Raise tariffs on goods imported into the U.S.

“Any country that devalues their currency to take unfair advantage of the United States and all of its companies that can’t compete will face tariffs and taxes to stop the cheating.”

PolitiFact is tracking the promises of President Donald Trump. See them all at


Waiting on steel and aluminum tariffs

At a meeting with steel and aluminum industry CEOs, President Donald Trump announced March 1, 2018, that he would impose tariffs of 25 percent on imported steel and 10 percent on imported aluminum.

"You're going to see a lot of good things happen," Trump said. "You will have protection for the first time in a long while, and you're going to regrow your industries."

Trump said he would sign the tariffs into effect the following week.

That has yet to happen.

Press Secretary Sarah Huckabee Sanders told reporters March 5 that "in terms of the specifics of what it looks like, I'm not going to get into that right now because those things are being finalized."

The same day, House Speaker Paul Ryan pushed back against tariffs.

"We are extremely worried about the consequences of a trade war and are urging the White House to not advance with this plan," said Ryan spokeswomen Ashlee Strong in a written statement. "The new tax reform law has boosted the economy and we certainly don't want to jeopardize those gains."

Tweets from Trump hinted that the final rules might exclude Canada and Mexico.

"Tariffs on steel and aluminum will only come off if new and fair NAFTA agreement is signed," Trump tweeted March 5.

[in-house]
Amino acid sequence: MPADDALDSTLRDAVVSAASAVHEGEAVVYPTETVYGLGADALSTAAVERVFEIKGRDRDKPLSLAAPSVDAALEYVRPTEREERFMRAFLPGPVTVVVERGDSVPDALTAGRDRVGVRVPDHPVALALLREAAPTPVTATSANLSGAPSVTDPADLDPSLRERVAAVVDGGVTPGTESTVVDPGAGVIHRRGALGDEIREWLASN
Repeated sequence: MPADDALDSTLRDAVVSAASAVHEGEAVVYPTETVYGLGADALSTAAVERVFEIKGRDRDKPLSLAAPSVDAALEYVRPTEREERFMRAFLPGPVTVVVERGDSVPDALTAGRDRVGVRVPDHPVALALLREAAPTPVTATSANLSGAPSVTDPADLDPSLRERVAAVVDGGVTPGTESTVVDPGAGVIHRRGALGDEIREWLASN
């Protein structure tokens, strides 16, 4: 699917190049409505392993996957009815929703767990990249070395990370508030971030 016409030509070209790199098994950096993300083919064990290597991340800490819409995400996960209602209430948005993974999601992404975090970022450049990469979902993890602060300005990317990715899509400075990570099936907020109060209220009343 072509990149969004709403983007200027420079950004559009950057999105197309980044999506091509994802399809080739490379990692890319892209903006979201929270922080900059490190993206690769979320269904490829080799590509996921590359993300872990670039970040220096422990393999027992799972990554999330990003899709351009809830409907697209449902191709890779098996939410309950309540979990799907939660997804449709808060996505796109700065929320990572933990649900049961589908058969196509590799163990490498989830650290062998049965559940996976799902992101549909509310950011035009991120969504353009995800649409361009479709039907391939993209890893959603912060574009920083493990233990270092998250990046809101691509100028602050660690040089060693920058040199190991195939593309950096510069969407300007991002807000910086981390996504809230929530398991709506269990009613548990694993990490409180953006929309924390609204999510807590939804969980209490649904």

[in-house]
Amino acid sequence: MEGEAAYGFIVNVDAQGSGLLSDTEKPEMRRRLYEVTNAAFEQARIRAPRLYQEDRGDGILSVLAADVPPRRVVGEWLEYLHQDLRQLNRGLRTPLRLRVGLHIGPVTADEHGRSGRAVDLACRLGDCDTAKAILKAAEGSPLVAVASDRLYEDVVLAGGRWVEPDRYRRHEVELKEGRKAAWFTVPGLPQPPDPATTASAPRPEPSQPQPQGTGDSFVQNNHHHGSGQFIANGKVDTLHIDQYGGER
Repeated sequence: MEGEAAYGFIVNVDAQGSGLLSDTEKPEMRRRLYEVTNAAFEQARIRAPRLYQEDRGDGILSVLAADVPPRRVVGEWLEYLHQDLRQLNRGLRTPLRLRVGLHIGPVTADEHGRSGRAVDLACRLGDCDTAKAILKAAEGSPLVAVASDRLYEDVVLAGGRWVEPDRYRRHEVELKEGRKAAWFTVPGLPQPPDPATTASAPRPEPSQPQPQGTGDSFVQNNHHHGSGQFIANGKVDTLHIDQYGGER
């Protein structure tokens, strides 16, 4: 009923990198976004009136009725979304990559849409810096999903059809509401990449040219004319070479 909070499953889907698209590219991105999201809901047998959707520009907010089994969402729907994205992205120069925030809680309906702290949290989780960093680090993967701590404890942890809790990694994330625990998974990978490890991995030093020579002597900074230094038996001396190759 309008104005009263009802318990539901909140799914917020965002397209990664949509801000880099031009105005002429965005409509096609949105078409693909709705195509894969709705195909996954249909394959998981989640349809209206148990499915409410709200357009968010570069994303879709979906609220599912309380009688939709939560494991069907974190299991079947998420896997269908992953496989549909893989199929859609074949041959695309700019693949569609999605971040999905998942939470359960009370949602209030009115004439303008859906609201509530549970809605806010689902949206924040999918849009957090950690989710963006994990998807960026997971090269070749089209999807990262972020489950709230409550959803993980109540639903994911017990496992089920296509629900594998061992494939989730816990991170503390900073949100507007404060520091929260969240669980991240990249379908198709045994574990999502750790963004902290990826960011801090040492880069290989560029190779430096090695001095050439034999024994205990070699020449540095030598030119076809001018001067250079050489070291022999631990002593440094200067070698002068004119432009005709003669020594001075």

See Figure 1 on

Commerce Secretary Wilbur Ross also spoke of flexibility.

"We're not looking for a trade war," Ross said on CNBC March 7. "We're going to have very sensible relations with our allies. We hope and we believe that at the end of the day, there will be a process of working with the other countries that are our friends."

European Commission trade officials have floated a possible list of American goods that might be targeted if Trump makes good on his threat of tariffs. The items include Harley Davidson motorcycles (made in Wisconsin), bourbon (made in Kentucky), orange juice, peanut butter and cranberries.

Resistance to these tariffs is strong. As the controversy unfolded, Gary Cohn, the head of Trump's National Economic Council, announced he would step down in a few weeks.

We will see where this all leads, but for now, we keep the rating at In the Works.


White House, Remarks by President Trump in Listening Session with Representatives from the Steel and Aluminum Industry, March 1, 2018

Reuters, House Speaker Ryan hopes Trump will consider other approaches to steel tariff, March 1, 2018

White House, Remarks by President Trump and Prime Minister Netanyahu of Israel Before Bilateral Meeting, March 5, 2018

White House, Press Briefing by Press Secretary Sarah Sanders, March 5, 2018

National Review, 'We Are Extremely Worried' — Ryan Comes Out Strong against Trump's Trade War, March 5, 2018

Donald Trump tweet, March 5, 2018

The Guardian, Europe threatens tariffs on US peanut butter and orange juice as trade war looms, March 7, 2018

CNBC, Commerce Secretary Wilbur Ross: 'We're not trying to blow up the world' with tariffs, March 7, 2018


Investigations into trade practices could mean more tariffs

During his presidential campaign, Donald Trump called for tariffs on imports from countries that he deemed untrustworthy.

"I'm going to instruct my treasury secretary to label China a currency manipulator, the greatest in the world," Trump said at a campaign rally in Tampa. "Any country that devalues their currency in order to take unfair advantage of the United States, and all of its companies who can't compete, will face tariffs and taxes to stop the cheating. And when they see that, they will stop the cheating."